Bangladesh's minister of law said on Sunday that the arrest of a prominent magazine editor for his suspected involvement in a conspiracy to kidnap and kill the son of the country’s prime minister was not politically motivated.
Shafik Rahman, 82, was arrested at his home on Saturday by men who originally identified themselves as journalists from a local television station who wanted to interview him.
Rahman is not formally a member of the opposition Bangladesh National Party (BNP), though he is closely associated with it and was recently appointed as the convenor of its international affairs committee.
His arrest comes less than a week after a report published by the International Crisis Group criticised Bangladesh's criminal justice system for being "deeply politicised" and "dysfunctional". It also claimed law enforcement authorities were concentrating their efforts on "targeting the opposition", rather than curbing criminality.
But Law Minister Anisul Huq told Al Jazeera that Rahman's arrest had nothing to do with politics.
"My question is whether someone who is a member of the opposition party should be immune from the legal system of this country?" Huq said. "If [a BNP member] commits an offence, is he to be exonerated?
"Here the investigating authority is saying that there is a specific case against Shafik Rahman," he added. "It is necessary to look at whether there is enough material to support the allegation in this case - not whether he supports the BNP."
Metropolitan Magistrate Muhammad Mazharul Islam refused Rahman bail on Saturday and remanded the journalist into police custody for five days for interrogation.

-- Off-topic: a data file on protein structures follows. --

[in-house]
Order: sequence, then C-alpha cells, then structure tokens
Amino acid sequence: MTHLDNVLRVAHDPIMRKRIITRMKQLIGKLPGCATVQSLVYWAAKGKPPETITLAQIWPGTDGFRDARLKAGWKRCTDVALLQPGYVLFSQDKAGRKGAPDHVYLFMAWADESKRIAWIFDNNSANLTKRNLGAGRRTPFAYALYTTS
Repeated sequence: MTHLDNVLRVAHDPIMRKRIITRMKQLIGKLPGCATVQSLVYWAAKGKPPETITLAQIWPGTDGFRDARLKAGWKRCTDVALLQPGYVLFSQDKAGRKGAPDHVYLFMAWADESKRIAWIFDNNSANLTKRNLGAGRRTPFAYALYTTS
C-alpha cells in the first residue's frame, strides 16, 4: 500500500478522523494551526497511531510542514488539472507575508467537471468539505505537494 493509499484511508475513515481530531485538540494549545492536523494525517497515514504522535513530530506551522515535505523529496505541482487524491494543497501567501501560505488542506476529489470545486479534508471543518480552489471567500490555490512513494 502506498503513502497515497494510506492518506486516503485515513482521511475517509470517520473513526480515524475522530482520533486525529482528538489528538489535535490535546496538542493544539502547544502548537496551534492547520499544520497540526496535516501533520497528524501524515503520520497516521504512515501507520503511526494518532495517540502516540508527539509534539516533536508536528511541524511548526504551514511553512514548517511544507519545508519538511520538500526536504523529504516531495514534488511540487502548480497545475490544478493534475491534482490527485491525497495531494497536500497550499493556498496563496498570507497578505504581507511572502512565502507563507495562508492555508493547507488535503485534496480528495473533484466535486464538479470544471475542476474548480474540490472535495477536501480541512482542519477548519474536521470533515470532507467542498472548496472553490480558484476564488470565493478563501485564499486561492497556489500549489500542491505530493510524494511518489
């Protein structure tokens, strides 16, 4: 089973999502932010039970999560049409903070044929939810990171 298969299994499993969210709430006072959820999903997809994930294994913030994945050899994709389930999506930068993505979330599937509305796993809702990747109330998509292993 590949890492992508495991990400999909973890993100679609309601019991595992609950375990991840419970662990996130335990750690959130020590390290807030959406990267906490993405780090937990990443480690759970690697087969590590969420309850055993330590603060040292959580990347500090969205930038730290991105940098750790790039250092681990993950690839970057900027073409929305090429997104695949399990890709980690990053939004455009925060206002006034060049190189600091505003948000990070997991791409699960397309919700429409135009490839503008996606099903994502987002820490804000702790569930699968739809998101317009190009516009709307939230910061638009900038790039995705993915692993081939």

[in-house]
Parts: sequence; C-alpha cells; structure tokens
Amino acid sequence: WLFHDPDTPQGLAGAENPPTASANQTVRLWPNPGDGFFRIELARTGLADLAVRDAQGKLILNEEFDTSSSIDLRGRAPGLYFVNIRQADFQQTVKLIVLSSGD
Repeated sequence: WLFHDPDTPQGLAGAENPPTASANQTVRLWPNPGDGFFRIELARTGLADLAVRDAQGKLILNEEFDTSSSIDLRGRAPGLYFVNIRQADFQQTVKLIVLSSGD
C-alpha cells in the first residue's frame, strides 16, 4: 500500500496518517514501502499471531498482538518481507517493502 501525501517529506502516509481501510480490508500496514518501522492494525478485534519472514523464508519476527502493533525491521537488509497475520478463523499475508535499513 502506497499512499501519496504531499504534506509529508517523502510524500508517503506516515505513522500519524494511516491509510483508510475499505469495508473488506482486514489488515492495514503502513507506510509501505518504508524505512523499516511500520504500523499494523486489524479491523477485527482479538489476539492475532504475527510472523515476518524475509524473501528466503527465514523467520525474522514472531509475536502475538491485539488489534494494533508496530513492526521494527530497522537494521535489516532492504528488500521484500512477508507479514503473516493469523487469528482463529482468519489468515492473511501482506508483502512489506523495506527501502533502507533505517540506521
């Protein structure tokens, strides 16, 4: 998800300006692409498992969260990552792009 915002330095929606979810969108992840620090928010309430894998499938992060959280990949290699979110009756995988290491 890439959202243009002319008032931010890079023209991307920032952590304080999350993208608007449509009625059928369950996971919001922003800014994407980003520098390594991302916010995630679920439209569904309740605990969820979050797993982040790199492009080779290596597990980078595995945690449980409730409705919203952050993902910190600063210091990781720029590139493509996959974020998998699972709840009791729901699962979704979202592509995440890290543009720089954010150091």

Rahman was for many years the editor of the mass circular Bengali newspaper Jai jai Din but now edits a monthly magazine called Mouchake Dhil.
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According to Rahman's wife, members of the police's detective branch entered their house early on Saturday pretending to be working for the private television company Boishakhi TV and seeking an interview with her husband.
"While my husband was getting ready, we gave the three men some tea and snacks downstairs," said Taleya Rahman, who runs a non-governmental organisation, Democracy Watch.
"Then the men came upstairs and met my husband who was coming down for what he thought was to be a TV interview," she added. "The men then told my husband that they were from the detective branch and forcibly took him away."
The law minister said that he was unaware of the exact circumstances of the arrest. "Some others have mentioned this to me. I will have to look into that," Huq said.
The conspiracy case was filed in August 2015 after Sajeeb Wazed, son of Prime Minister Sheikh Hasina, posted a Facebook message about a BNP activist who had pleaded guilty in the United States to paying for confidential FBI information concerning his financial affairs.
"The BNP had planned to kidnap me and kill me here in the US," Wazed claimed in the message.
Taleya Rahman denied her husband had any involvement in the alleged crime. "I think he was arrested as the government thought he had provided information to the US state department for its report on human rights, which was published a few days ago."
The media has been under increasing pressure in Bangladesh over recent months.
In February, ruling party activists filed 17 cases of sedition and 62 cases of criminal defamation against Mahfuz Anam, editor of the country’s leading English-language newspaper, after the prime minister's son claimed - also in a Facebook post - that Anam had "admitted" publishing "false corruption stories" against his mother "in an attempt to remove" her from politics.
Anam's paper the Daily Star along with its sister paper Prothom Alo have been subject to an unofficial advertising blockade since August 2015.
Khaleda Zia, leader of the Bangladesh Nationalist Party, has called for Rahman’s unconditional release.
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Source: Al Jazeera